Perhaps in your particular area, however you can readily purchase and install a new 275 or 330 gal single wall steel tank in most areas.
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Pete C. wrote:

My buddy has a fuel oil company. He said the typical failure is that the rusted tank blows while being filled.

Might be old inventory or something and of course there is a lot you can do when no one is looking. According to my buddy there is some requirement for new/replacement to be doublewall.
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George wrote:

That is indeed the typical catastrophic failure, caused by not inspecting and noticing the pinhole leaks that were there for at least a year or more prior.

Again, probably a local requirement. MA perhaps?
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Pete C. wrote:

No, my understanding is that it isn't local. We are in PA but according to my friend it is a requirement in at least the NE and Mid-Atlantic states.
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George wrote:

Dunno, I know I saw regular single wall 275 and 330 tanks for sale in CT within the last couple years.
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George wrote: ...

http://www.epa.gov/OUST/faqs/heatoil.htm
Tanks used for the storage of heating oil for consumptive use on the premises where stored are excluded from federal UST regulations. However, state or territorial regulatory agencies may regulate these tanks. You can view a map showing which states regulate these tanks..."
http://www.epa.gov/OUST/graphics/heatoil1.gif
PA actually isn't on the map (but it notes it's not kept completely up to date)...
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George,
I don't doubt that there is some moisture in heating oil. Even if there isn't moisture will still get into the tank. In cars there are products known as Dry Gas that will solubilize and remove this water in the gas tank. Doesn't the heating industry have something like this?
Dave M.
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David Martel wrote:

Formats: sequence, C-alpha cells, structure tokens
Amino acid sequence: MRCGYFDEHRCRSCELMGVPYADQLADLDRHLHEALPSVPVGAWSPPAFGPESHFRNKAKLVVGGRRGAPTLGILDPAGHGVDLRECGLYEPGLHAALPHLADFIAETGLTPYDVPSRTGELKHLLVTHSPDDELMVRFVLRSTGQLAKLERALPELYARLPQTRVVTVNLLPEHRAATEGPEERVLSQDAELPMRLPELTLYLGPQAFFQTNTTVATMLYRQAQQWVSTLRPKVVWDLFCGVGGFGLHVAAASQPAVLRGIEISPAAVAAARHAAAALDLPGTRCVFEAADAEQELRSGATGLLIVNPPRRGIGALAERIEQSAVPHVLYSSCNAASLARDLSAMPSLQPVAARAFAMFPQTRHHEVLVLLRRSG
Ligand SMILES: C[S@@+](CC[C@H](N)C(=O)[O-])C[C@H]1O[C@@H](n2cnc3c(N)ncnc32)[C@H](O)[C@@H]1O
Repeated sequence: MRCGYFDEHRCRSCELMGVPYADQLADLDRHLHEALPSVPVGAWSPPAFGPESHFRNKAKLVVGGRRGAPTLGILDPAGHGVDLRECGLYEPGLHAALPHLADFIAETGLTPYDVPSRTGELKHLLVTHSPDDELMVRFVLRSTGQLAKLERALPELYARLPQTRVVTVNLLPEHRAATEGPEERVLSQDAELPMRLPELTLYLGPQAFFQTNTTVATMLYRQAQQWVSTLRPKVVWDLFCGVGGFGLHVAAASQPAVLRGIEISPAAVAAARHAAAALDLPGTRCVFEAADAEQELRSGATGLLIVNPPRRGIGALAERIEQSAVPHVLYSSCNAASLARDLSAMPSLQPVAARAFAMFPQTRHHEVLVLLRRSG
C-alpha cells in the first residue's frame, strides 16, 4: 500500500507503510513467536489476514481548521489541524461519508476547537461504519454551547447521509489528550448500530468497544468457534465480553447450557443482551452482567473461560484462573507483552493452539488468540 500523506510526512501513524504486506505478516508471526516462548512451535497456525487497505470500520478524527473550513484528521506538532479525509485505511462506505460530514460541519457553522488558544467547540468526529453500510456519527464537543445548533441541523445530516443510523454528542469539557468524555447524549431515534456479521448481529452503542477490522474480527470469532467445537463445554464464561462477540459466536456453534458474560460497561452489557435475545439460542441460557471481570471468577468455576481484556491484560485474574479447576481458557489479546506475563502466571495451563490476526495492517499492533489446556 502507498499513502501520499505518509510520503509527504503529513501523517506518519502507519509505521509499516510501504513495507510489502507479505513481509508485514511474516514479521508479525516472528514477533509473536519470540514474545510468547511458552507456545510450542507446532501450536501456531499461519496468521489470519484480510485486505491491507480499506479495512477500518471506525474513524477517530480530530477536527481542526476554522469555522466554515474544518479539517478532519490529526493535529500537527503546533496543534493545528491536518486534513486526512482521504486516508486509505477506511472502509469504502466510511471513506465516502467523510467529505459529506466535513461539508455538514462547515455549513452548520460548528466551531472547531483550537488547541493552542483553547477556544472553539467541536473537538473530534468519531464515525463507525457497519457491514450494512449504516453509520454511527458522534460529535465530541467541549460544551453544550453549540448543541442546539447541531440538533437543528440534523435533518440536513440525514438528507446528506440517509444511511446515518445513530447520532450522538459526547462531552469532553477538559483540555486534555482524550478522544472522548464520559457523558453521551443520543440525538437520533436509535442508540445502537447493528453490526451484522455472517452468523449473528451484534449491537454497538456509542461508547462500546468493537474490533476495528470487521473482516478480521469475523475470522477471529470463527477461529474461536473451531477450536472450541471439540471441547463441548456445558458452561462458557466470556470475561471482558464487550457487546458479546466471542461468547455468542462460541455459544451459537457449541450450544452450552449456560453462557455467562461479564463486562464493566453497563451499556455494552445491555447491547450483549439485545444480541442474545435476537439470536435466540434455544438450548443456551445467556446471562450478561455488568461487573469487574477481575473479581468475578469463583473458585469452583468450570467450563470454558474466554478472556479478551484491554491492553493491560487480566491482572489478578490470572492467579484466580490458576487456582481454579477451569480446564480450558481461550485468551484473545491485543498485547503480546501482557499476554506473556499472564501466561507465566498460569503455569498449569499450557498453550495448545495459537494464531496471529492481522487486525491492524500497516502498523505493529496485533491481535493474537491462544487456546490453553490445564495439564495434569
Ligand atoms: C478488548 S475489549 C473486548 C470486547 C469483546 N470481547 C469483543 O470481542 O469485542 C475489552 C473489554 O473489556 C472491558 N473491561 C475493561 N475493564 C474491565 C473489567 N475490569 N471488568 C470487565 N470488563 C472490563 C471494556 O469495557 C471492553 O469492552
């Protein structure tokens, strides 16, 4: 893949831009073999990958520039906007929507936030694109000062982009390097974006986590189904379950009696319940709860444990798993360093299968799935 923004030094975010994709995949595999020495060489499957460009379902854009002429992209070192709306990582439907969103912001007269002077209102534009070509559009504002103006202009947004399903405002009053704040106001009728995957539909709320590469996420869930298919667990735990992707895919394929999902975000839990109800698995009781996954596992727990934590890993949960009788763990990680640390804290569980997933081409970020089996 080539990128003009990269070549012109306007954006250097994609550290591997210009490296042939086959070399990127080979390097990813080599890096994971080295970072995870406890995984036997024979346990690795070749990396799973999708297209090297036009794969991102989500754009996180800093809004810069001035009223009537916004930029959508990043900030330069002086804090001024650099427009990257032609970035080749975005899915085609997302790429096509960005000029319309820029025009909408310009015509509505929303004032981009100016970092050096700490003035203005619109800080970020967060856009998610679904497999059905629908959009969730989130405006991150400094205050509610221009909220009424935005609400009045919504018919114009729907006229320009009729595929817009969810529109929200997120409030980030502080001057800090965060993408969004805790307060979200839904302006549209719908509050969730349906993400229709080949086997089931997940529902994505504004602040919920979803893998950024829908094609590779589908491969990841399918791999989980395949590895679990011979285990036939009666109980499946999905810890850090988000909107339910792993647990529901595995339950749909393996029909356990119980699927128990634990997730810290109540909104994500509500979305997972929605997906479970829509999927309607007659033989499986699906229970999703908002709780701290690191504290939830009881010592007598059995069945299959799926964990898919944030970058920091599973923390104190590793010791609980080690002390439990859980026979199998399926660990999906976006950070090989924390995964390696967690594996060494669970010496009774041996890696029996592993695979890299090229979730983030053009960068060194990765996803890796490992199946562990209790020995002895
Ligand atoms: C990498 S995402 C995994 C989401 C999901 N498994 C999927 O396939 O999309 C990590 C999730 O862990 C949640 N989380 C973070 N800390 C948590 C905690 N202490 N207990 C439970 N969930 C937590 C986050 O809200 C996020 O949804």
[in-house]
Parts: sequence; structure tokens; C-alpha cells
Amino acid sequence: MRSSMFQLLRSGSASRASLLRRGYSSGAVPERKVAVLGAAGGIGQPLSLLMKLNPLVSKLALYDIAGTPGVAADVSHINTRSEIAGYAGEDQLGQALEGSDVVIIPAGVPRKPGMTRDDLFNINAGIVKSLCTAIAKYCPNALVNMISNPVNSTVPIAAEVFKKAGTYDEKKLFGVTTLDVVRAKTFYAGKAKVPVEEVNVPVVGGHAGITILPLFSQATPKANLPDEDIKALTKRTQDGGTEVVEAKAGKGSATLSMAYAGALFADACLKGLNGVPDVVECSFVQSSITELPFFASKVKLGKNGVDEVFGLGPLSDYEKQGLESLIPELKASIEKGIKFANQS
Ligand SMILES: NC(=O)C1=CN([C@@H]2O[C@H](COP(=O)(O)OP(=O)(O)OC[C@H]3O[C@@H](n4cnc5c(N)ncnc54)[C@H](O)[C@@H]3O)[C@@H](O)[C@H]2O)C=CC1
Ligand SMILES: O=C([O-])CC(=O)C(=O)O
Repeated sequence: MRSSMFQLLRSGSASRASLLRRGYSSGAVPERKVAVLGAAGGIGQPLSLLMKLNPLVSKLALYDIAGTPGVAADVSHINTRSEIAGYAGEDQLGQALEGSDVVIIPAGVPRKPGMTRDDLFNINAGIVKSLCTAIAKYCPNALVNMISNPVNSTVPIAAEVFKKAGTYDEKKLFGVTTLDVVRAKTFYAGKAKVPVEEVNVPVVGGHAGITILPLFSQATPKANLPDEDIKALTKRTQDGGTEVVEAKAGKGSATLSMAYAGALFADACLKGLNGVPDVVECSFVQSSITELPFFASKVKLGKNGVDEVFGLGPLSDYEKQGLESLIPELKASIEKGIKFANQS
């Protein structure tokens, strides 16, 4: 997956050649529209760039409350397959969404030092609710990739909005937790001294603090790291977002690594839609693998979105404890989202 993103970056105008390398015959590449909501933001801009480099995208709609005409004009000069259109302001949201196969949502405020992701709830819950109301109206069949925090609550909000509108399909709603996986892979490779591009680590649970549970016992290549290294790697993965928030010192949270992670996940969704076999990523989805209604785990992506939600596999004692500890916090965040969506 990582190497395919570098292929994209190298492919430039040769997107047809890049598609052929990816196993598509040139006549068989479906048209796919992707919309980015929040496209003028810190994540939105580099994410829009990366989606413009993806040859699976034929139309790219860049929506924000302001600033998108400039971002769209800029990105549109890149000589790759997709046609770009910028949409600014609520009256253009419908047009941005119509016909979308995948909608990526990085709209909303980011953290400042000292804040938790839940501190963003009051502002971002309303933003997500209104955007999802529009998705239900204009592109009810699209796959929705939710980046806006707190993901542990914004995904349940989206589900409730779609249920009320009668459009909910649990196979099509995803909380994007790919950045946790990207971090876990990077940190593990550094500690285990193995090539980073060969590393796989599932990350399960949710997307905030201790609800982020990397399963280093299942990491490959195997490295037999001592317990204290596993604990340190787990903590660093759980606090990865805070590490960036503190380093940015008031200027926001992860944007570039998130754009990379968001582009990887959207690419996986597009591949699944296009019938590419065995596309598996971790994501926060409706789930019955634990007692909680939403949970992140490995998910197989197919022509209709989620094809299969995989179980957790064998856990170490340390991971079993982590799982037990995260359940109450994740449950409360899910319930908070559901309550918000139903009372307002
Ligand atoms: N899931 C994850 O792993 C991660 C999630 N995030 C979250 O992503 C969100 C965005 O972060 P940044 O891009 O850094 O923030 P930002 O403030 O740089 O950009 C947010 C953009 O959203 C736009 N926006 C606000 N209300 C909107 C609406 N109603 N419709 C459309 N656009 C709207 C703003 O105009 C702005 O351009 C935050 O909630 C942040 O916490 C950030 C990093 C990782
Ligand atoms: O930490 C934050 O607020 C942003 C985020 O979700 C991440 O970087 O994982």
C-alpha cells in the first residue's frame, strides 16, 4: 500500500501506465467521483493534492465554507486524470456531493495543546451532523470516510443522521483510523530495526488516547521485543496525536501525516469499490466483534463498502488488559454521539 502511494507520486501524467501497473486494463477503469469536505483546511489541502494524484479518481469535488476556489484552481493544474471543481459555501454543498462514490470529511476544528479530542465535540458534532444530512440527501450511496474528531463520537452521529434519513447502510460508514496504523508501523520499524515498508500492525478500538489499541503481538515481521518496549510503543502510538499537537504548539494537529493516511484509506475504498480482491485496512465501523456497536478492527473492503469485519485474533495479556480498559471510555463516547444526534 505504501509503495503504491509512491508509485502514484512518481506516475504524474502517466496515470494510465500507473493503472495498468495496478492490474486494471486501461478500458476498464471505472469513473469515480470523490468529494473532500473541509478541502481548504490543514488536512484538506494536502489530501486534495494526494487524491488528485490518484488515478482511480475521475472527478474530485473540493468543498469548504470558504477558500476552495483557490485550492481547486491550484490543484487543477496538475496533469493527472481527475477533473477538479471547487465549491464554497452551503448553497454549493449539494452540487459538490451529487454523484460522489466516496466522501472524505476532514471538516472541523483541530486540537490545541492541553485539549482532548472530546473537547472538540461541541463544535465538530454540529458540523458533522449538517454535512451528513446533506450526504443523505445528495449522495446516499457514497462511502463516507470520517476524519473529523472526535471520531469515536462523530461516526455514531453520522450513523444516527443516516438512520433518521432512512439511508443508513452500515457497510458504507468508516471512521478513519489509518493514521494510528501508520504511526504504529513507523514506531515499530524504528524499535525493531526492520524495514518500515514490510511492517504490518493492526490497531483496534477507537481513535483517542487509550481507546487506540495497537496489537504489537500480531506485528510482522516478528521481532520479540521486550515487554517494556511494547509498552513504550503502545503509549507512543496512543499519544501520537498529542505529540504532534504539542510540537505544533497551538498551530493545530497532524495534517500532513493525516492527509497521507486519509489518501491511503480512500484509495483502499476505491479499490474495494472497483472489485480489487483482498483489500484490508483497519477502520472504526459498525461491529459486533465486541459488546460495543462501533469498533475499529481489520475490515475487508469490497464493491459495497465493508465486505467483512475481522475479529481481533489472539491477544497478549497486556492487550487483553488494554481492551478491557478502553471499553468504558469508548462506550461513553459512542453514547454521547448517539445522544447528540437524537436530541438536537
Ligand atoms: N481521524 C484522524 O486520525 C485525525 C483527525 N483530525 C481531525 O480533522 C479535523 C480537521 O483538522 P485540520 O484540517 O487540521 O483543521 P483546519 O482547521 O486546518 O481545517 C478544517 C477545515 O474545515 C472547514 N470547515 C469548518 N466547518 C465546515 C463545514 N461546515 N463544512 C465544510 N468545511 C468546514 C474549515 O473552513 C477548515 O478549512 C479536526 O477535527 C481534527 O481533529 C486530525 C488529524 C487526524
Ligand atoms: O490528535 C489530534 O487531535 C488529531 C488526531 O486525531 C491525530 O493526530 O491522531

Yes, and it is also available in jet fuel (kerosene) for the same reason.
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George wrote:

Additionally, there are water absorbent "socks" that you can put at the bottom of the tank (on a string for removal) that will absorb water and not the fuel oil. You replace them periodically and some are wringable and reusable.
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On Mon, 16 Jul 2007 12:16:06 GMT, "David Martel"

In the 60's one major oil company advertised that it included something like this in the gasoline. I think even at that time, all the major gas companies did so, and by not long after I think all the independants did too.
But Dry Gas is still useful when there is more than the normal amount of water in the gas tank.

I haven't heard about it.

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mm wrote: ...

...
Which is basically, just alcohol in which water is soluble. One advantage of ethanol...
--
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On Mon, 16 Jul 2007 12:16:06 GMT, "David Martel"

I haven't heard about it.
Ooops. I got confused by my own post. I havent heard about it being already included in the fuel oil when you buy it, but i'm not surprised the sell it separately.

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Edwin Pawlowski wrote:

I know a few friends whose insurer required tanks to be replaced only because of age. It also lessens further risk because all new interior tanks are double wall.
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I'd change insurers. They are welcome to come and inspect my tank, but I'll be damned if I'm going to replace a perfectly good tank just because it hit a certain age.
Our insurance company at work (as well as state law) requires we inspect our air tanks every two years. It takes about 5 minutes to do an ultrasound on one. Much cheaper that scrapping good material.